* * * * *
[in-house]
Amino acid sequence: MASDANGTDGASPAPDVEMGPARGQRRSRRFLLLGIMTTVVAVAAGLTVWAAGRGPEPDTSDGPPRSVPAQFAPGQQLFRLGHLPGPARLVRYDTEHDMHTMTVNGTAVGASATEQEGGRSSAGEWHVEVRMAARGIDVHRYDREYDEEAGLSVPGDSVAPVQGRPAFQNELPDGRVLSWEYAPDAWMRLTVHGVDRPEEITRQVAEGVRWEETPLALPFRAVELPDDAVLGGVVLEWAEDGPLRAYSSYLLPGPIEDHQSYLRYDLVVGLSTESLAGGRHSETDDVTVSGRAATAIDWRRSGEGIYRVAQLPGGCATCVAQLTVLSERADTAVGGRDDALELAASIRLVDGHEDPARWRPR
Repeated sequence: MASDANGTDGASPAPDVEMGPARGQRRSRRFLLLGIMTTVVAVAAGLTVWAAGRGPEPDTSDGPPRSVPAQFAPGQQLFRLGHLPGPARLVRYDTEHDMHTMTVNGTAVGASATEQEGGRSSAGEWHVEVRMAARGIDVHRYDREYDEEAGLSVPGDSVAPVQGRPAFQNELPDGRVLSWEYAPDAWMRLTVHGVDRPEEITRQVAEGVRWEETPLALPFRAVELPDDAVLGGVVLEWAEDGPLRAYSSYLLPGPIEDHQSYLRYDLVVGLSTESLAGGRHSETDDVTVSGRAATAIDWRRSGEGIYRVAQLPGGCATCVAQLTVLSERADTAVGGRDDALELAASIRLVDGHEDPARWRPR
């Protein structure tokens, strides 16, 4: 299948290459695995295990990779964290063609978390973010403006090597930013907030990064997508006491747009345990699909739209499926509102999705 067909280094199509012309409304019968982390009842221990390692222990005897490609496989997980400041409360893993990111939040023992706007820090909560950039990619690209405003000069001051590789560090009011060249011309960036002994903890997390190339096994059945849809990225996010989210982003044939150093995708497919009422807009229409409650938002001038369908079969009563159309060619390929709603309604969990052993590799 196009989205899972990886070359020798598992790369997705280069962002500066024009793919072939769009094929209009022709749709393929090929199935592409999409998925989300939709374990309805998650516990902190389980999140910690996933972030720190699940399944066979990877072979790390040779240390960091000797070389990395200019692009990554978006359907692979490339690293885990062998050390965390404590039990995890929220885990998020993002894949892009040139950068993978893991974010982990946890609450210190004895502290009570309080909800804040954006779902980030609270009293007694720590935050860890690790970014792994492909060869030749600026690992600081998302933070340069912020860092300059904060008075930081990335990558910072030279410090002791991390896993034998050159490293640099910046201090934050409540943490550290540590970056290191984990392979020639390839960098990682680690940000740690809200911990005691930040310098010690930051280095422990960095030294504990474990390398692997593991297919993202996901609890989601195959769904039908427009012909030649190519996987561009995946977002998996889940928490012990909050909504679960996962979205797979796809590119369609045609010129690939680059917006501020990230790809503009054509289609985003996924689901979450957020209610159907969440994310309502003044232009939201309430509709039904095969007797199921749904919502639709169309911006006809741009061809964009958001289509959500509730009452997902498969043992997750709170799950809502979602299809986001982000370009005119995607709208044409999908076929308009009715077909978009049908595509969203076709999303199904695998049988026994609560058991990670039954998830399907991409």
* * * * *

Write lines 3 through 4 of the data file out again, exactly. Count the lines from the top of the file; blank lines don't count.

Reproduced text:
Repeated sequence: MASDANGTDGASPAPDVEMGPARGQRRSRRFLLLGIMTTVVAVAAGLTVWAAGRGPEPDTSDGPPRSVPAQFAPGQQLFRLGHLPGPARLVRYDTEHDMHTMTVNGTAVGASATEQEGGRSSAGEWHVEVRMAARGIDVHRYDREYDEEAGLSVPGDSVAPVQGRPAFQNELPDGRVLSWEYAPDAWMRLTVHGVDRPEEITRQVAEGVRWEETPLALPFRAVELPDDAVLGGVVLEWAEDGPLRAYSSYLLPGPIEDHQSYLRYDLVVGLSTESLAGGRHSETDDVTVSGRAATAIDWRRSGEGIYRVAQLPGGCATCVAQLTVLSERADTAVGGRDDALELAASIRLVDGHEDPARWRPR
């Protein structure tokens, strides 16, 4: 299948290459695995295990990779964290063609978390973010403006090597930013907030990064997508006491747009345990699909739209499926509102999705 067909280094199509012309409304019968982390009842221990390692222990005897490609496989997980400041409360893993990111939040023992706007820090909560950039990619690209405003000069001051590789560090009011060249011309960036002994903890997390190339096994059945849809990225996010989210982003044939150093995708497919009422807009229409409650938002001038369908079969009563159309060619390929709603309604969990052993590799 196009989205899972990886070359020798598992790369997705280069962002500066024009793919072939769009094929209009022709749709393929090929199935592409999409998925989300939709374990309805998650516990902190389980999140910690996933972030720190699940399944066979990877072979790390040779240390960091000797070389990395200019692009990554978006359907692979490339690293885990062998050390965390404590039990995890929220885990998020993002894949892009040139950068993978893991974010982990946890609450210190004895502290009570309080909800804040954006779902980030609270009293007694720590935050860890690790970014792994492909060869030749600026690992600081998302933070340069912020860092300059904060008075930081990335990558910072030279410090002791991390896993034998050159490293640099910046201090934050409540943490550290540590970056290191984990392979020639390839960098990682680690940000740690809200911990005691930040310098010690930051280095422990960095030294504990474990390398692997593991297919993202996901609890989601195959769904039908427009012909030649190519996987561009995946977002998996889940928490012990909050909504679960996962979205797979796809590119369609045609010129690939680059917006501020990230790809503009054509289609985003996924689901979450957020209610159907969440994310309502003044232009939201309430509709039904095969007797199921749904919502639709169309911006006809741009061809964009958001289509959500509730009452997902498969043992997750709170799950809502979602299809986001982000370009005119995607709208044409999908076929308009009715077909978009049908595509969203076709999303199904695998049988026994609560058991990670039954998830399907991409």